Tondo (round painting) featuring the Virgin and Saint John the Baptist praying over the Christ Child set against a landscape.
This type of round painting, known as a tondo, was popular in Florence, Italy between the 15th and 16th centuries. Intended for private devotion in the home, these paintings often depicted scenes from the life of the Virgin and carried connotations of fertility and familial ties.
Such paintings often were the result of workshop collaborations. Lorenzo di Credi had recently taken over the workshop of Andrea del Verrocchio, with whom he and other artists such as Leonardo da Vinci had trained. This tondo resembles many others from this workshop, perhaps indicating the use of a master drawing to create several versions of the same composition.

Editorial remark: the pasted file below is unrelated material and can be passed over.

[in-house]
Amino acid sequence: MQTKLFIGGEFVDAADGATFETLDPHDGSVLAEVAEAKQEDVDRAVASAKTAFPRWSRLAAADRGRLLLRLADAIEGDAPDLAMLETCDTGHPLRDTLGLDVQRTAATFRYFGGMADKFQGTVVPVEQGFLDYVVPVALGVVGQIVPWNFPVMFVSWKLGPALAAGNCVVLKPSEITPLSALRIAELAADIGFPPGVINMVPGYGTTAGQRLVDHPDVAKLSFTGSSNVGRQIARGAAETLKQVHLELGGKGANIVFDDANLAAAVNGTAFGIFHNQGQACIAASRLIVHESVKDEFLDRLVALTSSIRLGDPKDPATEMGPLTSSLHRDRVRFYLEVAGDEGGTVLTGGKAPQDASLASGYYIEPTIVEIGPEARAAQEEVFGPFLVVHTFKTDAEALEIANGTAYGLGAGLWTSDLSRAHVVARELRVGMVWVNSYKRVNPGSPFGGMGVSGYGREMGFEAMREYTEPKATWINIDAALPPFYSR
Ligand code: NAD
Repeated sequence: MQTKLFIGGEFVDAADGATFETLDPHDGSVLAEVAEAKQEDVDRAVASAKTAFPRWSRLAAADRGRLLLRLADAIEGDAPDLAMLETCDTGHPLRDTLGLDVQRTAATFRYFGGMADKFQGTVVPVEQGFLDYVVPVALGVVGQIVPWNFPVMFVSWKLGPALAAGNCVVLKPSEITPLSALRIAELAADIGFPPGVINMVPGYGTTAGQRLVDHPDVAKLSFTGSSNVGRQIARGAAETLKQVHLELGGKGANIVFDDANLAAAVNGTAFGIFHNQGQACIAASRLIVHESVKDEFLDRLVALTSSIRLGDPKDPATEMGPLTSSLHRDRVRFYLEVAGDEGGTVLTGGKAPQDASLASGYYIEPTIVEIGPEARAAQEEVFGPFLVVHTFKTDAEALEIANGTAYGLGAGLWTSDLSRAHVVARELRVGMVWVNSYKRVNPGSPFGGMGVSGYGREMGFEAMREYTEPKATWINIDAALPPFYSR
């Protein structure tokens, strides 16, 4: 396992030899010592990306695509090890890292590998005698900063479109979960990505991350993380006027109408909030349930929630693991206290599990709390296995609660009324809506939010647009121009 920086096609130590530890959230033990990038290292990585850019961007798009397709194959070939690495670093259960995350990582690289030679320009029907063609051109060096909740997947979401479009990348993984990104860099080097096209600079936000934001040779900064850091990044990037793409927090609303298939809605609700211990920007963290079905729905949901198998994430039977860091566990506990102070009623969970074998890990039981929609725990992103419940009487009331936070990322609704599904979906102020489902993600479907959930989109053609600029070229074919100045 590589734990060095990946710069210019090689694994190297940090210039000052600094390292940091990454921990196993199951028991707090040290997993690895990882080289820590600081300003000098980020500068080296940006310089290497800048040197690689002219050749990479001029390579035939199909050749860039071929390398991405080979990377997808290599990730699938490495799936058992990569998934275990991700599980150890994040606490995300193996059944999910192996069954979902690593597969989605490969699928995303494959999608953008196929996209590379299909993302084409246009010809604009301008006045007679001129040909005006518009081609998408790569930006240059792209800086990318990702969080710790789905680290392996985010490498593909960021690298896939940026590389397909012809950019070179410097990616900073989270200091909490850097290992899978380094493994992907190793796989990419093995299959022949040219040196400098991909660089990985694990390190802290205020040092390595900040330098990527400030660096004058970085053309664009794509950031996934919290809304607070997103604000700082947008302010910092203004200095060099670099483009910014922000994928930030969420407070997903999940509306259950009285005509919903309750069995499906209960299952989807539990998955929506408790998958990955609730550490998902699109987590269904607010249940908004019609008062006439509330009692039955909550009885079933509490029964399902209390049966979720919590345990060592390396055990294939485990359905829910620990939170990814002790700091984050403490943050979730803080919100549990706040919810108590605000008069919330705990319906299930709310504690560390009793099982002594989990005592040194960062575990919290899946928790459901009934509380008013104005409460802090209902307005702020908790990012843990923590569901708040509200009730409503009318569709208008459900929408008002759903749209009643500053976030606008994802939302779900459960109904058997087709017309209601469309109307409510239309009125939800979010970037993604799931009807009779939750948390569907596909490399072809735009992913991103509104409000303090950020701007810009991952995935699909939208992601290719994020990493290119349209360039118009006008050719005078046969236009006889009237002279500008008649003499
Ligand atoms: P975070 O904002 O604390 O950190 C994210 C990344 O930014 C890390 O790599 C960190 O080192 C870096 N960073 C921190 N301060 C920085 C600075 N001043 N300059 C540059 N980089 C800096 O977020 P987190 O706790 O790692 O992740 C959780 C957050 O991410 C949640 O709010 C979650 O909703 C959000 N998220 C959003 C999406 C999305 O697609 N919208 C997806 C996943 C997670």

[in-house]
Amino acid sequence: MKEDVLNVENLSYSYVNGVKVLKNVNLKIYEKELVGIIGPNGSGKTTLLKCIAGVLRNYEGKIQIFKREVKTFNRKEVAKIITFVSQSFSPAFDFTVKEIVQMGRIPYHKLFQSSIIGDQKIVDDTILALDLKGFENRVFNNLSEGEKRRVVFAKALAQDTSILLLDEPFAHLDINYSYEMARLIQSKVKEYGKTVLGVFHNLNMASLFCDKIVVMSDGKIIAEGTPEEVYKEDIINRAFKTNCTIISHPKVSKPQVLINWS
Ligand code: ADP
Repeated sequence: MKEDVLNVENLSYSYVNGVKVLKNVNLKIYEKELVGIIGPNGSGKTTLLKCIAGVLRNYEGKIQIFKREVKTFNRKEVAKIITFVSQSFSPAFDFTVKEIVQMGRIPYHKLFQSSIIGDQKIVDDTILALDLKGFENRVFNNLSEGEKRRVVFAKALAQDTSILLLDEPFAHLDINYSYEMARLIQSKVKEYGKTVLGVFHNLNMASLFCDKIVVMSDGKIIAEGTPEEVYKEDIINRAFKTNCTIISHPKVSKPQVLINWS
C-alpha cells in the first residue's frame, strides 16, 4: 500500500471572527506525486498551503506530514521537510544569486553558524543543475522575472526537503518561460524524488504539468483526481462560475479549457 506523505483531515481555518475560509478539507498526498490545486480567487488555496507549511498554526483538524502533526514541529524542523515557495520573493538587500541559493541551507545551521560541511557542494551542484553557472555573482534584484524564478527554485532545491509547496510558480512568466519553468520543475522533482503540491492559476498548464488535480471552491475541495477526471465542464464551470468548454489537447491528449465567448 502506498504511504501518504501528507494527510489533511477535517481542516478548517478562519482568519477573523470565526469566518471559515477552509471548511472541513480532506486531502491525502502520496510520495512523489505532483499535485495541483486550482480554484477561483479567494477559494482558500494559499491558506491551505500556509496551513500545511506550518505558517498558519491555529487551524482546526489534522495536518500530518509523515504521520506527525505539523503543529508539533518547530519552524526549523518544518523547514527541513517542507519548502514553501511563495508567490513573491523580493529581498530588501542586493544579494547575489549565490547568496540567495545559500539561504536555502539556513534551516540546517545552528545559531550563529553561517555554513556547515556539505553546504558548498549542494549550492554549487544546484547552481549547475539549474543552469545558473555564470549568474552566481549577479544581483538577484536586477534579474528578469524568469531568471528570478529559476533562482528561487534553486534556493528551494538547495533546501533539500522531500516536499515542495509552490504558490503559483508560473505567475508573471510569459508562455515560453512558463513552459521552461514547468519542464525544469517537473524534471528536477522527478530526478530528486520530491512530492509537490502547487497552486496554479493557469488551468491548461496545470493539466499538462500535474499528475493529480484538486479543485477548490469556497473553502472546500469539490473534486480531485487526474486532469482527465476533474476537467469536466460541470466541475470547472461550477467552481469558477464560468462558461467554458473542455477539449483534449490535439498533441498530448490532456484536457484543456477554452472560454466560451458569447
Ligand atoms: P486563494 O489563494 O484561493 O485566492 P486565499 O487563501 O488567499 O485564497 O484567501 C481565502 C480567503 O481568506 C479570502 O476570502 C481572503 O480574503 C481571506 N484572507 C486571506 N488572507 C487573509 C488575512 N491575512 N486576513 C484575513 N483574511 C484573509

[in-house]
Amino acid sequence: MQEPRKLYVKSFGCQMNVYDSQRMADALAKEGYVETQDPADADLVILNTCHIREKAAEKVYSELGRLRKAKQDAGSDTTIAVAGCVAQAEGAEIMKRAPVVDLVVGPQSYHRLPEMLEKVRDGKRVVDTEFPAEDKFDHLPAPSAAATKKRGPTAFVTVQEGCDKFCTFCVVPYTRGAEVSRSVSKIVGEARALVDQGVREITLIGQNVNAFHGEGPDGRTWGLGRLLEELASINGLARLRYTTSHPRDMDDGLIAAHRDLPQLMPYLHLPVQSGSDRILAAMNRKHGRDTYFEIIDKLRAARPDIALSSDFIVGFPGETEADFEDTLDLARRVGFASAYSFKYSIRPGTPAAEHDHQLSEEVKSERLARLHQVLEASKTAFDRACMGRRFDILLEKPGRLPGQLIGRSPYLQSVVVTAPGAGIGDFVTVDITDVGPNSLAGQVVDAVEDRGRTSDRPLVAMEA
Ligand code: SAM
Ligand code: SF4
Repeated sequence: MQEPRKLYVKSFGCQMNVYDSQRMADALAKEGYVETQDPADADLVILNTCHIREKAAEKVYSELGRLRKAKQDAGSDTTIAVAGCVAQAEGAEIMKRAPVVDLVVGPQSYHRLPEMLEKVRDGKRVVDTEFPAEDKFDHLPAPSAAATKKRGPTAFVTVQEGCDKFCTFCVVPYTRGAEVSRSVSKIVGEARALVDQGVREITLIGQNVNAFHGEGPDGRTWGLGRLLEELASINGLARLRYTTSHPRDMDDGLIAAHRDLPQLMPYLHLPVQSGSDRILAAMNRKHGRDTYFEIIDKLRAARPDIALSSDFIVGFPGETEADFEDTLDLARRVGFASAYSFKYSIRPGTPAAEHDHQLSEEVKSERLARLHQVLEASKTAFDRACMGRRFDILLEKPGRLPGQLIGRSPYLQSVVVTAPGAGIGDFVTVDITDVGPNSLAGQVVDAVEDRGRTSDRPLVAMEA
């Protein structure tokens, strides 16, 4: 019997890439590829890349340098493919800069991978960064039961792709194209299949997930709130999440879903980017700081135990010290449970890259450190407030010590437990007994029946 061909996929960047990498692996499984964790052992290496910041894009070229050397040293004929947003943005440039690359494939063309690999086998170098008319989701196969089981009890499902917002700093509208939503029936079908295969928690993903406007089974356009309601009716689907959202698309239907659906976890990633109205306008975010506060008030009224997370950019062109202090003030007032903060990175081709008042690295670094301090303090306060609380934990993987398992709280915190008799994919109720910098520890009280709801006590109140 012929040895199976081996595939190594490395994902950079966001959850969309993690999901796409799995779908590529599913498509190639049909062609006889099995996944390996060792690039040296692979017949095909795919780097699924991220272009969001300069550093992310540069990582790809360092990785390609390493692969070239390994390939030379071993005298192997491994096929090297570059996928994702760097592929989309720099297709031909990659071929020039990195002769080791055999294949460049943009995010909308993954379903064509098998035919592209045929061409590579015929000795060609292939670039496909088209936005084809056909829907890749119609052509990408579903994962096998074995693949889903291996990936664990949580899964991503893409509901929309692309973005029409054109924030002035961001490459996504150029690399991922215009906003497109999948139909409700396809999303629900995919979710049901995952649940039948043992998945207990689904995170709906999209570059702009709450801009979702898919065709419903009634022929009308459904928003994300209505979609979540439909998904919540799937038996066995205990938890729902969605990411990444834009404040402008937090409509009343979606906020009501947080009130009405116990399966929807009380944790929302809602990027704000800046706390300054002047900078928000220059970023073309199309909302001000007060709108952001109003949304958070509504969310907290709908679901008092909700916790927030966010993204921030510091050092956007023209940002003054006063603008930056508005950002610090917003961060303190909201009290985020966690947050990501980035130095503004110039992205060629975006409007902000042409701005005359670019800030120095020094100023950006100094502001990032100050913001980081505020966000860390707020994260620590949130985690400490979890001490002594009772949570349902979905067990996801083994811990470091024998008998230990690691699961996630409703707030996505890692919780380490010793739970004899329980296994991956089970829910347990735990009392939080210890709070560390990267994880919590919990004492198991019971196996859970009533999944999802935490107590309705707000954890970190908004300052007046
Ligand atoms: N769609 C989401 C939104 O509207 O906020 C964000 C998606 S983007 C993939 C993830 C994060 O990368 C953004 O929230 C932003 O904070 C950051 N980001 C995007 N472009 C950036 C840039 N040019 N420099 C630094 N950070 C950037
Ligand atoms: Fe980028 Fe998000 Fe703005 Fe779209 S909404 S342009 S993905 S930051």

Although the patron is unknown, several clues in the painting indicate it may have belonged to Benedetto Portinari. This head of the Medici bank in Bruges had a personal insignia that included a young oak tree and an oak stump, as seen here. His presence in Bruges may also explain the northern landscape in the background.
religion; devotion; mother and child; landscapes; fertility; domestic space
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